By Josh Vuglar
Am I not a man and a brother? From the story of the oppression of the Jews in Egypt as told in the Book of Exodus, to the brutality of the Trans-Atlantic slave trade, slavery often seems something distant and remote. A horror consigned to history forever more.
Yet, slavery persists and has even increased. It has become a horrifying dark secret hiding in plain sight in the 21st century, where information has never before been shared so easily nor overlooked so flagrantly. Around 12 million slaves were transported from Africa to the New World between the 16th and 19th centuries. Today, there are an estimated 40 million salved in the world. Tens to possibly hundreds of thousands are of course slaves here in the UK itself.
Our second fellowship programme session focused on modern day slavery and human trafficking where we heard from Caroline Barnard from the Clewer Initiative. It was interesting to learn about the different sectors in which modern day slavery in the UK operates, from nail bars to prostitution, agricultural labour to the manifesting of clothing. I was extremely shocked to learn about how the determination of whether someone has been a slave is often made by UK Visas and Immigration, and about how someone’s history as a subject of modern-day slavery does not automatically provide them with refugee status, extending the traumatic impact on a person’s life.
As an organisation operating very much in a similar way to René Cassin – a human rights organisation operating in the sphere of religious organisations – I was very much impressed with what the Clewer Initiative has been able to accomplish. Ensuring that modern slavery is a topic that is on people’s minds is no mean feat. Their work with limited capacity to ensure that slavery is discussed across many Church of England dioceses and church networks should be applauded, and it sets a very positive example of what can be accomplished with a clear focus. The Car Wash app and the use of technology to tackle the issue of modern slavery in a way that engages with people in a dynamic way is also something that we, as René Cassin, should seek to develop further, building on the very good work that has already been accomplished.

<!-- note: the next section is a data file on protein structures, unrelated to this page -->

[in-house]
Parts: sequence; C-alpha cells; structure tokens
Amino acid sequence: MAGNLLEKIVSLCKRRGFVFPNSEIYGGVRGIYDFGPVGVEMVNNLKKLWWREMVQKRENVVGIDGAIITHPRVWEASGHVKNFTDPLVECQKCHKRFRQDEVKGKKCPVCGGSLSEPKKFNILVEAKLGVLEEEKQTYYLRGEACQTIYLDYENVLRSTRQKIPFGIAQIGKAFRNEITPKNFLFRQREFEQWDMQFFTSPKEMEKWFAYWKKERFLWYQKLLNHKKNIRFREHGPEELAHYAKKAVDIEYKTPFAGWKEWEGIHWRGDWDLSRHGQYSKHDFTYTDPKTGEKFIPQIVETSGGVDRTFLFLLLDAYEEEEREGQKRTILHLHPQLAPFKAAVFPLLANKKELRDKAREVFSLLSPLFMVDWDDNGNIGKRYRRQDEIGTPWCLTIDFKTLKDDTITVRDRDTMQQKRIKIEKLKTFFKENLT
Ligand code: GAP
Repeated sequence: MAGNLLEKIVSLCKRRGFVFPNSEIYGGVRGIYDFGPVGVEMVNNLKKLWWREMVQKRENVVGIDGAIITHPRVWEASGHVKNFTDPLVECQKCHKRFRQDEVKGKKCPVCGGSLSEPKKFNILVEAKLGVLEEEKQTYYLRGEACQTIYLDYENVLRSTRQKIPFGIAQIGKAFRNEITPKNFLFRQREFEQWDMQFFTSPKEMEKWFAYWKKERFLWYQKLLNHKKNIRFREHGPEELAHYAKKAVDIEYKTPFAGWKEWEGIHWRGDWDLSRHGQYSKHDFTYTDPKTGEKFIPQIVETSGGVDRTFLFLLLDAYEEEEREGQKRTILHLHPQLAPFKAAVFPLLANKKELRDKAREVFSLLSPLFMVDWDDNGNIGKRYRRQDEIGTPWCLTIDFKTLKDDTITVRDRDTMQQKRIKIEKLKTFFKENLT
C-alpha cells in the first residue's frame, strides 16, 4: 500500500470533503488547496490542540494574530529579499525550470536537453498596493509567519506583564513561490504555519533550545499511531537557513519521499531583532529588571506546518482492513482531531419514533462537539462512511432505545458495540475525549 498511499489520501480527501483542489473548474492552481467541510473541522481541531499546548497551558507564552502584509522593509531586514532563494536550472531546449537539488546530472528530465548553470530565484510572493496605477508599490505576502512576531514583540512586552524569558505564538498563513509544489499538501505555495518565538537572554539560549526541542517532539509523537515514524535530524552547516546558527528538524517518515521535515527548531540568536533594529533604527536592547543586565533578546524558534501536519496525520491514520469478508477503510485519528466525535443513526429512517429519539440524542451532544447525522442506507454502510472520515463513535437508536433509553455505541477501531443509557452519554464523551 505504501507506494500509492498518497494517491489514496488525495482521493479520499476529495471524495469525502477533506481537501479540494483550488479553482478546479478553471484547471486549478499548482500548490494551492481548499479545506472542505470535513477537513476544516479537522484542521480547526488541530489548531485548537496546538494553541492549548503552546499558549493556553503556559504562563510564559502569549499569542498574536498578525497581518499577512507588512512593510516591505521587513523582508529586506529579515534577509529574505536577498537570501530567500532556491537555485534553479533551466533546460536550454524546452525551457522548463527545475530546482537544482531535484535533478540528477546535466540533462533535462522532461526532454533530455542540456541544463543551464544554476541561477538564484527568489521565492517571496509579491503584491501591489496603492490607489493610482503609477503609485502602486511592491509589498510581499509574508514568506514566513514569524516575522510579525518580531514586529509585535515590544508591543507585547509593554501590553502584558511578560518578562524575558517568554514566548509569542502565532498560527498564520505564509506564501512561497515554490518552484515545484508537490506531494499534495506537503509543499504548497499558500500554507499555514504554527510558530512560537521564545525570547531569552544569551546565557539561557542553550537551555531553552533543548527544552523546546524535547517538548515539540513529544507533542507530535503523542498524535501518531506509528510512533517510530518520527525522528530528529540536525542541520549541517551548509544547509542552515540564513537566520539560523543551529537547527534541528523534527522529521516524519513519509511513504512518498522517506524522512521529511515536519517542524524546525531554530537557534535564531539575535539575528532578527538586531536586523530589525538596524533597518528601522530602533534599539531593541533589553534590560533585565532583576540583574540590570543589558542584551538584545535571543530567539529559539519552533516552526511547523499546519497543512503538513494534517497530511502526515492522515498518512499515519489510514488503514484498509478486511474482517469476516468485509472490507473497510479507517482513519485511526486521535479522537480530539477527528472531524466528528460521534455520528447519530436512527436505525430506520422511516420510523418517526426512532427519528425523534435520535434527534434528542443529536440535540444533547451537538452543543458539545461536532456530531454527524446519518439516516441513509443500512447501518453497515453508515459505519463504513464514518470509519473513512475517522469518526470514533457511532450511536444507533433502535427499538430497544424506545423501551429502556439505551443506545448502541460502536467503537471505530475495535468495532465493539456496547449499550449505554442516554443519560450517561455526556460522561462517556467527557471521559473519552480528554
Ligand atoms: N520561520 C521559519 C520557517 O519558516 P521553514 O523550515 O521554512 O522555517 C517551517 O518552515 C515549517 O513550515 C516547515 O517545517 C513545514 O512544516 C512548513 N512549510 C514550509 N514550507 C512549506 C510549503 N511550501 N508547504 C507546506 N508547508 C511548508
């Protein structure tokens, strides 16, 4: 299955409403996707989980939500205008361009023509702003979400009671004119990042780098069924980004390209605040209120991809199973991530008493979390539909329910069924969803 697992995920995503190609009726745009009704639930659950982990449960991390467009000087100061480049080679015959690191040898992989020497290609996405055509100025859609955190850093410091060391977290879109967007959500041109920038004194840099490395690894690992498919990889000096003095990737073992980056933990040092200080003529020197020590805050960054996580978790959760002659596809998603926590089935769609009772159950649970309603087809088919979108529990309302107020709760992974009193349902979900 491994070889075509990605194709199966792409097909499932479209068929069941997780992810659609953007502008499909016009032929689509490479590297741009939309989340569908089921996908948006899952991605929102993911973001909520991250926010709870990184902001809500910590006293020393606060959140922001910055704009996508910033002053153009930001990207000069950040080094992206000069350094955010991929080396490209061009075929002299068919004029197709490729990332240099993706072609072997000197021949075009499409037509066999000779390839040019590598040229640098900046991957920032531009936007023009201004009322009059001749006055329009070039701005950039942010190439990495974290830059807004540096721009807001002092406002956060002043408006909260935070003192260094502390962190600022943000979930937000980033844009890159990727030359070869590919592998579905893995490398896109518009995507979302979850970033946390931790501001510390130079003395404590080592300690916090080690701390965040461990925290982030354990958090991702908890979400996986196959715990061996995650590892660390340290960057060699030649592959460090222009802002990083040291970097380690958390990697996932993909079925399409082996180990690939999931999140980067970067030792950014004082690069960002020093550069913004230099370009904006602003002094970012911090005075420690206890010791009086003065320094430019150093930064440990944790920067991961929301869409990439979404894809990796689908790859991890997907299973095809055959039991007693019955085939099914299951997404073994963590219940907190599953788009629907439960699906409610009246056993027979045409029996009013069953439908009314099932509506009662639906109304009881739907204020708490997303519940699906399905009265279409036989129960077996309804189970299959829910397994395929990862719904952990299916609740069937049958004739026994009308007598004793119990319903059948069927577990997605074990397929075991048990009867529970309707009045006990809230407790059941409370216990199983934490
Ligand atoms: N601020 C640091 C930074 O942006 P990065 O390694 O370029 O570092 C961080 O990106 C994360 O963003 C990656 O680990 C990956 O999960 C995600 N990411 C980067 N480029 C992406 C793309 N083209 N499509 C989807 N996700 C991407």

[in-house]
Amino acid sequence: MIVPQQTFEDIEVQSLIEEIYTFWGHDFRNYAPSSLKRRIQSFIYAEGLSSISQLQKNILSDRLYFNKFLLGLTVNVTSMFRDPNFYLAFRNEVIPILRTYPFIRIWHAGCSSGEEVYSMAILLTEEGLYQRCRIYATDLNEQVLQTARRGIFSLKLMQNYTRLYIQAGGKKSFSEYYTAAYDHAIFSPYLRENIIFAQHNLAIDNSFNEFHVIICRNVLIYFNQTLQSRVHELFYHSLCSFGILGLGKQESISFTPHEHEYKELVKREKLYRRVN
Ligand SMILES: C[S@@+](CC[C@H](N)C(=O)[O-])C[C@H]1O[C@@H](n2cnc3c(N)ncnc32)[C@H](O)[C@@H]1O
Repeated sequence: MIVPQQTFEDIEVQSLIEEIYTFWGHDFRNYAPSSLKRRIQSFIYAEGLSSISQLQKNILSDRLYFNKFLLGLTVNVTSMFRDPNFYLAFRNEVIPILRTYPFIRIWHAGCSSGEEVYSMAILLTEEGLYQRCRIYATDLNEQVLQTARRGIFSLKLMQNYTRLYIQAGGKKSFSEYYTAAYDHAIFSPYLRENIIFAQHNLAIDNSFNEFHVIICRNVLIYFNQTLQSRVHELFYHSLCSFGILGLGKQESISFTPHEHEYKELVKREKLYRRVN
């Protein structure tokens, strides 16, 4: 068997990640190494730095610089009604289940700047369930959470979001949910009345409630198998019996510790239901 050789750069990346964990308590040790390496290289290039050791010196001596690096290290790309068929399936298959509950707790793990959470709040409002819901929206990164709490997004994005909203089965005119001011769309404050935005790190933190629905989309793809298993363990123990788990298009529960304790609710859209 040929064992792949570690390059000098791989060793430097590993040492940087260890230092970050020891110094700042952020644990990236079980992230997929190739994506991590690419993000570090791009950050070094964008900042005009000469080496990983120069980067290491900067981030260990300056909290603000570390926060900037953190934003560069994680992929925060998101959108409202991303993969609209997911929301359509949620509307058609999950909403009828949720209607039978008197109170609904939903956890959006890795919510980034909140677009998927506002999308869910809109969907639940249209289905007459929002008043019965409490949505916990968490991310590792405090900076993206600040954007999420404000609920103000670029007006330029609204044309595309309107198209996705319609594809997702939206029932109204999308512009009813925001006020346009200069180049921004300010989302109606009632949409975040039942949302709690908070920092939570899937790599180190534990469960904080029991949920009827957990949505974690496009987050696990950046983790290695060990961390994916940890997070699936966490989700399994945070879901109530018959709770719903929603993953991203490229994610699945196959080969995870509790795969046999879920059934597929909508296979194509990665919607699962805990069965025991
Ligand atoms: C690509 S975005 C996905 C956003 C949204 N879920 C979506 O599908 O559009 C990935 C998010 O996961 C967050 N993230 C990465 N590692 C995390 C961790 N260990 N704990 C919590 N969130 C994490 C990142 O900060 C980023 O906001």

The key thing I learned in the first session of the fellowship programme was that human rights are inextricably linked to the political sphere – that human rights are innately political. Likewise, in learning about modern-day slavery, I learnt about another strong connection. We often distinguish modern-day slavery from other forms of labour exploitation, and there are, I think, valid reasons for doing so. Slavery as a state where a person is deprived of any liberty is a universally-acknowledged concept, the anathema of all who care about their fellow humans, and using the language of slavery is effective for gaining public attention. Yet, at the same time, slavery is completely tied to other forms of labour exploitation.
The production of an iPhone at a Foxconn factory in Zhengzhou, China, the building of a FIFA World Cup stadium in Doha, Qatar, and the making of clothes in an unsafe textiles factory in Dhaka, Bangladesh, may or may not be considered modern-day slavery depending on the ability of the workers involved to leave their jobs. Yet, I would posit, any distinctions made between slavery and other forms of labour exploitations would matter little to the workers involved, to those, now and in centuries and millennia past, who have been subject to such harrowing exploitative practices.